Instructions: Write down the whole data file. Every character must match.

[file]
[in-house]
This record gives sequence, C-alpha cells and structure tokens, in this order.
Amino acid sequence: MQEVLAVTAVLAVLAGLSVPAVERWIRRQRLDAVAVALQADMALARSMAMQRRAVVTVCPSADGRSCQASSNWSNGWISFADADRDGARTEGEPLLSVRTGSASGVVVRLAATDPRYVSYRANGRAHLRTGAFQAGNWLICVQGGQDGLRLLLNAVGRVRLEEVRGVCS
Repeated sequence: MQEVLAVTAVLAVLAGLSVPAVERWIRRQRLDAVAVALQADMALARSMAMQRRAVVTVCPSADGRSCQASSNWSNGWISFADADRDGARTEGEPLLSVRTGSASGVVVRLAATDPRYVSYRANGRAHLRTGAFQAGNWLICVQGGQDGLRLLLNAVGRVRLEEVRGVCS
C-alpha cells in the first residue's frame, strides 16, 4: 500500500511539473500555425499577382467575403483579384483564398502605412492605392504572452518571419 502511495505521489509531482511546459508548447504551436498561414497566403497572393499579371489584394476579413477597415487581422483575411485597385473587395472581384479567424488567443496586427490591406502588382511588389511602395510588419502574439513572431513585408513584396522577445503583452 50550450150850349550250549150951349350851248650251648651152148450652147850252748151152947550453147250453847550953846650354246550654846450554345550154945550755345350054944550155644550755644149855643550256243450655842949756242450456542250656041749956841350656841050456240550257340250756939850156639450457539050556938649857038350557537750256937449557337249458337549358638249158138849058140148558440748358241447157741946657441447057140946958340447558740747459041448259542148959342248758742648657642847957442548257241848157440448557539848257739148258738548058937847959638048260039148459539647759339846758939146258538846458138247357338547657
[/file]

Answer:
[in-house]
This record gives sequence, C-alpha cells and structure tokens, in this order.
Amino acid sequence: MQEVLAVTAVLAVLAGLSVPAVERWIRRQRLDAVAVALQADMALARSMAMQRRAVVTVCPSADGRSCQASSNWSNGWISFADADRDGARTEGEPLLSVRTGSASGVVVRLAATDPRYVSYRANGRAHLRTGAFQAGNWLICVQGGQDGLRLLLNAVGRVRLEEVRGVCS
Repeated sequence: MQEVLAVTAVLAVLAGLSVPAVERWIRRQRLDAVAVALQADMALARSMAMQRRAVVTVCPSADGRSCQASSNWSNGWISFADADRDGARTEGEPLLSVRTGSASGVVVRLAATDPRYVSYRANGRAHLRTGAFQAGNWLICVQGGQDGLRLLLNAVGRVRLEEVRGVCS
C-alpha cells in the first residue's frame, strides 16, 4: 500500500511539473500555425499577382467575403483579384483564398502605412492605392504572452518571419 502511495505521489509531482511546459508548447504551436498561414497566403497572393499579371489584394476579413477597415487581422483575411485597385473587395472581384479567424488567443496586427490591406502588382511588389511602395510588419502574439513572431513585408513584396522577445503583452 50550450150850349550250549150951349350851248650251648651152148450652147850252748151152947550453147250453847550953846650354246550654846450554345550154945550755345350054944550155644550755644149855643550256243450655842949756242450456542250656041749956841350656841050456240550257340250756939850156639450457539050556938649857038350557537750256937449557337249458337549358638249158138849058140148558440748358241447157741946657441447057140946958340447558740747459041448259542148959342248758742648657642847957442548257241848157440448557539848257739148258738548058937847959638048260039148459539647759339846758939146258538846458138247357338547657